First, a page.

Peptone, a computational physics start-up, has secured US$2.5m (£1.8m) to further develop its protein engineering operating system, which is designed to speed-up medicine development.
The UK-based company said the funding will enable it to develop its technology, which is said to reduce the risk of failure in early stages of drug development by taking on high-value protein targets.
Peptone aims to accelerate biotechnology research through its Protein Engineering Operating System (PeOS), which uses computational molecular physics orchestrated by AI to sifts through millions of protein feature anomalies in order to assess the likelihood of a new protein failing.
By using AI, the technology can suggest the best route to resolution and support the faster and more affordable generation of new lab-based molecules, said Peptone.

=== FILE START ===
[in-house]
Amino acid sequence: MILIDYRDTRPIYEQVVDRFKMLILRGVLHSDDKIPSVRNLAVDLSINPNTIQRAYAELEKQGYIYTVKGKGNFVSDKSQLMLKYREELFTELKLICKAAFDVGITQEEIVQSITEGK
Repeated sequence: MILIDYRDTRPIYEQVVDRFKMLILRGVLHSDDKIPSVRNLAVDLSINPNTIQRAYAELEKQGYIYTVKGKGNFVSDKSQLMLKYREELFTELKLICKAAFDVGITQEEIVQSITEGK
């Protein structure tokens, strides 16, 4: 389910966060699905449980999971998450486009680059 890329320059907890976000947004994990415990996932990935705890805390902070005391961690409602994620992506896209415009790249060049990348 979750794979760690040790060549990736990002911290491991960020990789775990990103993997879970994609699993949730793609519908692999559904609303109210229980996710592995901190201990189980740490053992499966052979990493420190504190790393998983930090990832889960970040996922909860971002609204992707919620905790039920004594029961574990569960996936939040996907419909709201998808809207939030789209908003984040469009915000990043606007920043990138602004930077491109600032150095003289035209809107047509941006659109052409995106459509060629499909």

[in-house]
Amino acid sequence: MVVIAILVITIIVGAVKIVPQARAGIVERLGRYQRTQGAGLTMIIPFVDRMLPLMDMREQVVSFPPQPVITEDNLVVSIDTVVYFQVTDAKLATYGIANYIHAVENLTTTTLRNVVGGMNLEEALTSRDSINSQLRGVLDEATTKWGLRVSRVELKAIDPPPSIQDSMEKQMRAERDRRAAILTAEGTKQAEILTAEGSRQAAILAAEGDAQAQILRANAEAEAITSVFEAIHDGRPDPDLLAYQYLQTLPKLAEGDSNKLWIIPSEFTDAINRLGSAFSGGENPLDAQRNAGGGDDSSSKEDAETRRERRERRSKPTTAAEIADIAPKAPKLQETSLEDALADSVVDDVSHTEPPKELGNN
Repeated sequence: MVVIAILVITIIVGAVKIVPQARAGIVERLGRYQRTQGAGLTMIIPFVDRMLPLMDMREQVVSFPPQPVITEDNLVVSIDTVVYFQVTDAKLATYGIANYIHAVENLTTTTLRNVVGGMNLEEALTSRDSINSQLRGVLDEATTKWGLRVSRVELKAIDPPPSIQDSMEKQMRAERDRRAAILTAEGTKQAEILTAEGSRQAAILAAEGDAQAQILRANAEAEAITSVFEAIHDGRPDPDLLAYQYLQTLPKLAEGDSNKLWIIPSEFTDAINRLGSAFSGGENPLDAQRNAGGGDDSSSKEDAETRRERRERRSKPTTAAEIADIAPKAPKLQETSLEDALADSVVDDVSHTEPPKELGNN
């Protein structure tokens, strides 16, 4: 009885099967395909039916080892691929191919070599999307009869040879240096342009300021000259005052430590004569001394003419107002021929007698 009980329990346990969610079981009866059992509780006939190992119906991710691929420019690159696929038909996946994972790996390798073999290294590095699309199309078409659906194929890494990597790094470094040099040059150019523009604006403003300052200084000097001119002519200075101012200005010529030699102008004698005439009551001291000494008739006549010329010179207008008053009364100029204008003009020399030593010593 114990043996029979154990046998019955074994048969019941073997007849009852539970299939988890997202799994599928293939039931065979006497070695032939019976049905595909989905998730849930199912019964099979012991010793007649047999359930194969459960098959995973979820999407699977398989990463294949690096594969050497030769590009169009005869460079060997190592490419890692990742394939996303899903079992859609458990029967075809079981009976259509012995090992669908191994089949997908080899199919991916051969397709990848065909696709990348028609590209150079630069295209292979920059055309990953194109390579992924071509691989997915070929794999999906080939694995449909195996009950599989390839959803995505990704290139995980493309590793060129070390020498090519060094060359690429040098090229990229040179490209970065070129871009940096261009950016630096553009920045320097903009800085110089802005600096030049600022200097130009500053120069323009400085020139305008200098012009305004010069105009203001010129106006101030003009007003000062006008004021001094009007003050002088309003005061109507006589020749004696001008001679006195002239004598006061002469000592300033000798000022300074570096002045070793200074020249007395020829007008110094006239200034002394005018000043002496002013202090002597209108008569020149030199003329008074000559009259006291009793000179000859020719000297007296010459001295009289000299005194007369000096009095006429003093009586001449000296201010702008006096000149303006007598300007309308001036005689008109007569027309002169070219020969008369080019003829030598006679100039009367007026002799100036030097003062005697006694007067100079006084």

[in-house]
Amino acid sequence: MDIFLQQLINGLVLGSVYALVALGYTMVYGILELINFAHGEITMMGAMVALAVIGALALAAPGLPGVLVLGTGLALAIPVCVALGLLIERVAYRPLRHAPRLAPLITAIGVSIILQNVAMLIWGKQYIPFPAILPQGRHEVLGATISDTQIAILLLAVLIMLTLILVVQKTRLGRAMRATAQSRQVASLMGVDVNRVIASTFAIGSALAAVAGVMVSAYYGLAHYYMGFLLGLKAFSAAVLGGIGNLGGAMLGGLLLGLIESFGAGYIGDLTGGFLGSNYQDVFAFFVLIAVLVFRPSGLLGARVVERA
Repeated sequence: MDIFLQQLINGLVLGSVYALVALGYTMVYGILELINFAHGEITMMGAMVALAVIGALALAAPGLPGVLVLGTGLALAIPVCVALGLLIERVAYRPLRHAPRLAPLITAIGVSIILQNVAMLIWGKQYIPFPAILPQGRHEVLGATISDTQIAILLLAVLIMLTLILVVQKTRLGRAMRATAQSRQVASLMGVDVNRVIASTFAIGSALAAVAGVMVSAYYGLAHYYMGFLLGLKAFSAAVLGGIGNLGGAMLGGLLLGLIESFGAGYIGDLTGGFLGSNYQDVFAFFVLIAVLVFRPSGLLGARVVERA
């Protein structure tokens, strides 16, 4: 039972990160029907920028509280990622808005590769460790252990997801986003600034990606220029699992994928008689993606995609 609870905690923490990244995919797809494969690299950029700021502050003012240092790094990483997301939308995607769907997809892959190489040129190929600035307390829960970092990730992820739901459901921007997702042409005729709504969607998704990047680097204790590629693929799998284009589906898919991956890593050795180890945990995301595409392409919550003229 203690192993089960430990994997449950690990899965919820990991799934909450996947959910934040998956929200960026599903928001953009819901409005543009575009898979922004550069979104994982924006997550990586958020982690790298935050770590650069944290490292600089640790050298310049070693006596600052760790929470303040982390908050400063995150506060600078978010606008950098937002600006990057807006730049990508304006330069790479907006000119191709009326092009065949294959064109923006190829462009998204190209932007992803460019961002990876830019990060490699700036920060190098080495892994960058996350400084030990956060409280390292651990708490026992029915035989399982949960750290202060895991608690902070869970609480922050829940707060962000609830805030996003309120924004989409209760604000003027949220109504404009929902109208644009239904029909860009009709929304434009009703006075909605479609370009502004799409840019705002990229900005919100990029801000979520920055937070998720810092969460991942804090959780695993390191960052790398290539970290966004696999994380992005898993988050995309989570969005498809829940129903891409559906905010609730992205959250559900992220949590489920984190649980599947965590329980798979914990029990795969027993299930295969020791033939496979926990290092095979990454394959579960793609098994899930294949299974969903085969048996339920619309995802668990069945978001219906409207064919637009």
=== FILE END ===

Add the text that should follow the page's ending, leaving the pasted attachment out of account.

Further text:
The system, developed over three years, is designed to handle massively parallel molecular simulations that were organised and supervised by reinforcement learning algorithms.
According to the company, the core functionality of the platform is an automated search for non-obvious protein variants with desirable therapeutic properties and cost-effective manufacturability.
Dr Kamil Tamiola, CEO of Peptone, said: “Our sole focus at Peptone is to embrace experimental failure and, in fact, acknowledge it as an absolutely vital stage in the process of getting the design of protein-based medicines right.
“The business of protein therapeutics is a huge industry and as we grow and further develop our supercomputing capacity, we can help make significant progress in the time to market for much sought-after protein-based treatments.”
The seed round of funding was led by Hoxton Ventures and supported by dRx Capital, a venture arm of Novartis Pharma, Founders Factory and a number of angel investors including Brent Hoberman.